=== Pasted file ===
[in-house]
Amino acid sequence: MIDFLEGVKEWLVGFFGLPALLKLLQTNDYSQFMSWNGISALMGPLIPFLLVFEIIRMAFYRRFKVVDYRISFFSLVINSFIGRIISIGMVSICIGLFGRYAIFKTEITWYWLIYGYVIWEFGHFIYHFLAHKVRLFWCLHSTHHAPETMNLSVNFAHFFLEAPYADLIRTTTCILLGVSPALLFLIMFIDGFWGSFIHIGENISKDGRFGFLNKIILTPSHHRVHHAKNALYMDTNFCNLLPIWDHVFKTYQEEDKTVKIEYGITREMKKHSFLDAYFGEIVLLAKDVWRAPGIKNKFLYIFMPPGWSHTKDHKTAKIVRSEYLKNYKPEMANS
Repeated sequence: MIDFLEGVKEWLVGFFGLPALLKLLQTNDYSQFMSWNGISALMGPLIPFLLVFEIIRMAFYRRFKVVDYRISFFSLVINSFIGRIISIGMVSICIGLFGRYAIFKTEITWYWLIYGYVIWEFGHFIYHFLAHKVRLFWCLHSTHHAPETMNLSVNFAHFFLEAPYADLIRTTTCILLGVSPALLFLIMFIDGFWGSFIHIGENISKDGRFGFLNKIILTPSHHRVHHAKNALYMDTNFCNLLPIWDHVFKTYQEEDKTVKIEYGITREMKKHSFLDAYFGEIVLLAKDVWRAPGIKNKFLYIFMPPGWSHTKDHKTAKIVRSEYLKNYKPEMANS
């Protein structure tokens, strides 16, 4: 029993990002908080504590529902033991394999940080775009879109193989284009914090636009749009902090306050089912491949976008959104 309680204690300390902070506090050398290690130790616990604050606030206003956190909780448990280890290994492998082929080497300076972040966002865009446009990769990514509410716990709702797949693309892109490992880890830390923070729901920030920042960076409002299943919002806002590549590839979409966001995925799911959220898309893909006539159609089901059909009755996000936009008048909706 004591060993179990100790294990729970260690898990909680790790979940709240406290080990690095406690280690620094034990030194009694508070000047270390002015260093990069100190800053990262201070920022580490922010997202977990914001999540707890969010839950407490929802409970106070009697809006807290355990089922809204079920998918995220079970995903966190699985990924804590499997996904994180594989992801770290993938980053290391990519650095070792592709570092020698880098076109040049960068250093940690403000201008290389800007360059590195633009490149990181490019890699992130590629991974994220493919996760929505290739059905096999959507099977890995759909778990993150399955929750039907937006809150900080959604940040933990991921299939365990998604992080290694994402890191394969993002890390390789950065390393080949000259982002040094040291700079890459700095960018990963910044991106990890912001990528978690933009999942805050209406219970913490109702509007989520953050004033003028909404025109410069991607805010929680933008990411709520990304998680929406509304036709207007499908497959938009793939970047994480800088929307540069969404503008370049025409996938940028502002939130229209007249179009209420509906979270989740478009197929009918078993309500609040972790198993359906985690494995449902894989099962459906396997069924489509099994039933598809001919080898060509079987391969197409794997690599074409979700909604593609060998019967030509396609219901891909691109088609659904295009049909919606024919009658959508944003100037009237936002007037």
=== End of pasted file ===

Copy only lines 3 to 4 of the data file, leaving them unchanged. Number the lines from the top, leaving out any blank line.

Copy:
Repeated sequence: MIDFLEGVKEWLVGFFGLPALLKLLQTNDYSQFMSWNGISALMGPLIPFLLVFEIIRMAFYRRFKVVDYRISFFSLVINSFIGRIISIGMVSICIGLFGRYAIFKTEITWYWLIYGYVIWEFGHFIYHFLAHKVRLFWCLHSTHHAPETMNLSVNFAHFFLEAPYADLIRTTTCILLGVSPALLFLIMFIDGFWGSFIHIGENISKDGRFGFLNKIILTPSHHRVHHAKNALYMDTNFCNLLPIWDHVFKTYQEEDKTVKIEYGITREMKKHSFLDAYFGEIVLLAKDVWRAPGIKNKFLYIFMPPGWSHTKDHKTAKIVRSEYLKNYKPEMANS
């Protein structure tokens, strides 16, 4: 029993990002908080504590529902033991394999940080775009879109193989284009914090636009749009902090306050089912491949976008959104 309680204690300390902070506090050398290690130790616990604050606030206003956190909780448990280890290994492998082929080497300076972040966002865009446009990769990514509410716990709702797949693309892109490992880890830390923070729901920030920042960076409002299943919002806002590549590839979409966001995925799911959220898309893909006539159609089901059909009755996000936009008048909706 004591060993179990100790294990729970260690898990909680790790979940709240406290080990690095406690280690620094034990030194009694508070000047270390002015260093990069100190800053990262201070920022580490922010997202977990914001999540707890969010839950407490929802409970106070009697809006807290355990089922809204079920998918995220079970995903966190699985990924804590499997996904994180594989992801770290993938980053290391990519650095070792592709570092020698880098076109040049960068250093940690403000201008290389800007360059590195633009490149990181490019890699992130590629991974994220493919996760929505290739059905096999959507099977890995759909778990993150399955929750039907937006809150900080959604940040933990991921299939365990998604992080290694994402890191394969993002890390390789950065390393080949000259982002040094040291700079890459700095960018990963910044991106990890912001990528978690933009999942805050209406219970913490109702509007989520953050004033003028909404025109410069991607805010929680933008990411709520990304998680929406509304036709207007499908497959938009793939970047994480800088929307540069969404503008370049025409996938940028502002939130229209007249179009209420509906979270989740478009197929009918078993309500609040972790198993359906985690494995449902894989099962459906396997069924489509099994039933598809001919080898060509079987391969197409794997690599074409979700909604593609060998019967030509396609219901891909691109088609659904295009049909919606024919009658959508944003100037009237936002007037």